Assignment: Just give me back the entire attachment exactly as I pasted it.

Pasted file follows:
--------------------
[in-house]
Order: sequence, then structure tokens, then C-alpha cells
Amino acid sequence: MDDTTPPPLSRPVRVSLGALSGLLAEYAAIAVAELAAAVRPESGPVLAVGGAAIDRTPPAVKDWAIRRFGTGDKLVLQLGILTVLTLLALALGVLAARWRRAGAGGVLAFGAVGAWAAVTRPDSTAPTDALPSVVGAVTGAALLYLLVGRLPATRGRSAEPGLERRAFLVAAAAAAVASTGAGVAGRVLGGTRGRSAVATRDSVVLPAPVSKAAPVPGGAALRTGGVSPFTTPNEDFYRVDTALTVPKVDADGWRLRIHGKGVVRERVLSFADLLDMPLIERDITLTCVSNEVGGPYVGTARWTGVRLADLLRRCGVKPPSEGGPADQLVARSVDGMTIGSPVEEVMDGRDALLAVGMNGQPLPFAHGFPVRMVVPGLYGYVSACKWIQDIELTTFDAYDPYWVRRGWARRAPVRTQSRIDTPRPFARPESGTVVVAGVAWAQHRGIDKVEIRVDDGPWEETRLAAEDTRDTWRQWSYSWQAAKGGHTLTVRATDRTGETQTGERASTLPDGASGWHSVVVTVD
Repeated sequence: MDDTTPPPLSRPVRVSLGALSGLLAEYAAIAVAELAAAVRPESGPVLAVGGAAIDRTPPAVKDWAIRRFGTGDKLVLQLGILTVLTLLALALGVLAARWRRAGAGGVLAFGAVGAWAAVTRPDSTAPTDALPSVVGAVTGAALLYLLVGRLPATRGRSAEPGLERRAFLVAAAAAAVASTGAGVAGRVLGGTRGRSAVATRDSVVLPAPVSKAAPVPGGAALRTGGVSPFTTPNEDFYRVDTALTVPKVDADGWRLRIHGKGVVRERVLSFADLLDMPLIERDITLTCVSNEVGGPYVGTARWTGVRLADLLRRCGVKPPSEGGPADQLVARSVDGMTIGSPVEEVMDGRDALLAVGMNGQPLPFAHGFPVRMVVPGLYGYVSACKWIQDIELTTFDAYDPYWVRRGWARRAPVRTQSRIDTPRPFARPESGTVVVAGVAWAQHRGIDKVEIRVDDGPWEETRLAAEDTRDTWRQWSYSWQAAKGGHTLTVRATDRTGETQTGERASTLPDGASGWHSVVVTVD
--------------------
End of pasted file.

[in-house]
Order: sequence, then structure tokens, then C-alpha cells
Amino acid sequence: MDDTTPPPLSRPVRVSLGALSGLLAEYAAIAVAELAAAVRPESGPVLAVGGAAIDRTPPAVKDWAIRRFGTGDKLVLQLGILTVLTLLALALGVLAARWRRAGAGGVLAFGAVGAWAAVTRPDSTAPTDALPSVVGAVTGAALLYLLVGRLPATRGRSAEPGLERRAFLVAAAAAAVASTGAGVAGRVLGGTRGRSAVATRDSVVLPAPVSKAAPVPGGAALRTGGVSPFTTPNEDFYRVDTALTVPKVDADGWRLRIHGKGVVRERVLSFADLLDMPLIERDITLTCVSNEVGGPYVGTARWTGVRLADLLRRCGVKPPSEGGPADQLVARSVDGMTIGSPVEEVMDGRDALLAVGMNGQPLPFAHGFPVRMVVPGLYGYVSACKWIQDIELTTFDAYDPYWVRRGWARRAPVRTQSRIDTPRPFARPESGTVVVAGVAWAQHRGIDKVEIRVDDGPWEETRLAAEDTRDTWRQWSYSWQAAKGGHTLTVRATDRTGETQTGERASTLPDGASGWHSVVVTVD
Repeated sequence: MDDTTPPPLSRPVRVSLGALSGLLAEYAAIAVAELAAAVRPESGPVLAVGGAAIDRTPPAVKDWAIRRFGTGDKLVLQLGILTVLTLLALALGVLAARWRRAGAGGVLAFGAVGAWAAVTRPDSTAPTDALPSVVGAVTGAALLYLLVGRLPATRGRSAEPGLERRAFLVAAAAAAVASTGAGVAGRVLGGTRGRSAVATRDSVVLPAPVSKAAPVPGGAALRTGGVSPFTTPNEDFYRVDTALTVPKVDADGWRLRIHGKGVVRERVLSFADLLDMPLIERDITLTCVSNEVGGPYVGTARWTGVRLADLLRRCGVKPPSEGGPADQLVARSVDGMTIGSPVEEVMDGRDALLAVGMNGQPLPFAHGFPVRMVVPGLYGYVSACKWIQDIELTTFDAYDPYWVRRGWARRAPVRTQSRIDTPRPFARPESGTVVVAGVAWAQHRGIDKVEIRVDDGPWEETRLAAEDTRDTWRQWSYSWQAAKGGHTLTVRATDRTGETQTGERASTLPDGASGWHSVVVTVD